There have been a lot good discussions arising in the comments section of posts here on the Stubborn Mule. But in many ways, the “blog post and comments” format is a rather constraining framework for discussions. If someone has a thought that is only tangentially related to a post, they may be reluctant to add it as a comment. Likewise, a comment on an existing post does not always seem the best place to suggest ideas for future blog posts or just to suggest interesting links to other blogs or articles. I do publish my contact details, but when someone emails me directly, no-one else can see what they have to say unless I end up writing on the topic.
So, for some time now I have been thinking about setting up some kind of discussion forum to complement the Mule. Now, finally, I have done something about it can and hereby announce the launch of the Mule Stable.
The Stable is a place to share links, ideas, suggestions and anything else that interests you. Anyone who uses twitter will see a very familiar format: you can post brief notices (currently limited to 140 characters, but I plan to increase that in the future), follow what other users are saying and engage in conversation. In fact, if you have ever seen identi.ca, it will look even more familiar, which is because the Mule Stable is built on the same platform. More than a year ago I wrote about the future of microblogging. The idea of open microblogging pioneered by indent.ca was a key inspiration for that post and I have been toying with the idea of trying out their software ever since.
But am I re-inventing the wheel? After all, I already use twitter and there is plenty of discussion going on there. But, twitter is enormous and growing. This is its strength, but also its weakness: there is just too much going on to tie it back to one particular area of discussion. The idea of the Mule Stable is to create a smaller, more focused forum for discussion. Of course, I will continue to use twitter, but hope to get a lot out of the Mule Stable too.
So, please consider registering as a user at the Mule Stable and and listening in on the discussions. Better still, put your two-cents worth in too. The stable door is open, but the Mule won’t be bolting.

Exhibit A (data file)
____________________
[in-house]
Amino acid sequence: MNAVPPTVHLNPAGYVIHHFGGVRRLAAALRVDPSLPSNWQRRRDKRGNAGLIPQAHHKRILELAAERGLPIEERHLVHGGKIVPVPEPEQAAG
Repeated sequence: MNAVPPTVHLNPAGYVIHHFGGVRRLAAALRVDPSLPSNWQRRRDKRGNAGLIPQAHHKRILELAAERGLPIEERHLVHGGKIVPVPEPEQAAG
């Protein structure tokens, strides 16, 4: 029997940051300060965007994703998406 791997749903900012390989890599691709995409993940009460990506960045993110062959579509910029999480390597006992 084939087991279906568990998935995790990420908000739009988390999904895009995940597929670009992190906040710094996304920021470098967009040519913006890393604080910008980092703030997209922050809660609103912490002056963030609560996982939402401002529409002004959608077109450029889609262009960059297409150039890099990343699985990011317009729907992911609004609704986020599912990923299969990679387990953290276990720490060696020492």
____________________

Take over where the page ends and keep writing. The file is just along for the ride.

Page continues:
Possibly Related Posts (automatically generated):
- Mule Stable demo video (25 February 2010)
- An Online Communication Primer (1 September 2008)
- Blog Comment Spam (1 December 2008)
- Symbol Soup – using tags in the Mule Stable (14 March 2010)
Sean, this is a great idea and interesting experiment to see how people get the chaff moving in the stable. I will be watching and commenting closely!
Great idea Sean
I kind of operate this way with tweets (using hashtags) and FriendFeed/Facebook (discussions) and now of course Google buzz, and Google Wave.
I am very interested in tools to help manage online communities (I am building them myself) so glad to have found a new toy to play with. I see there are smart people involved in the platform, @statusnet (http://status.net/company)
All the best with this, I’m glad to have met you at #wscm and now learning about this.
This sounds like I good idea and I would be glad to join… if I had any idea what all those things were! As things are, I just got dizzy with all these @xxx and links!
I’m getting old, Stubborn
Marco: it’s actually not as bad as it looks at first. The @ symbol is just a way to direct a message to someone’s attention. Think of it as like putting “Attn” on the top of a fax. So, my username at the Stable is mule and a message with @mule in it would pop into my personal inbox as well as being visible to everyone in amongst all the other messages on the “public timeline”.
It’d be great if you gave it a try!
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Thanks for this post. The Greek dilemma (a good Greek word that, except in this case their predicament appears to be more of an “alemma”), has got me thinking about the costs and benefits to an economy and a community when they tie themselves to a larger economic and financial entity.
Clearly the Greeks have suffered by not being able to control their own currency. And likewise, during the recent resources boom here in Australia, old industrial states like NSW and Victoria suffered because of the decisions taken by the RBA to increase rates to take the heat out of the resource state economies (making our dollar appreciate and our exports more expensive – but punishing consumers and producers in NSW who were already in recession). It was clear that having only one institution with one lever, is a very blunt instrument for economic management. If you had a Reserve Bank of NSW meeting today, do you think it would have decided to lift rates?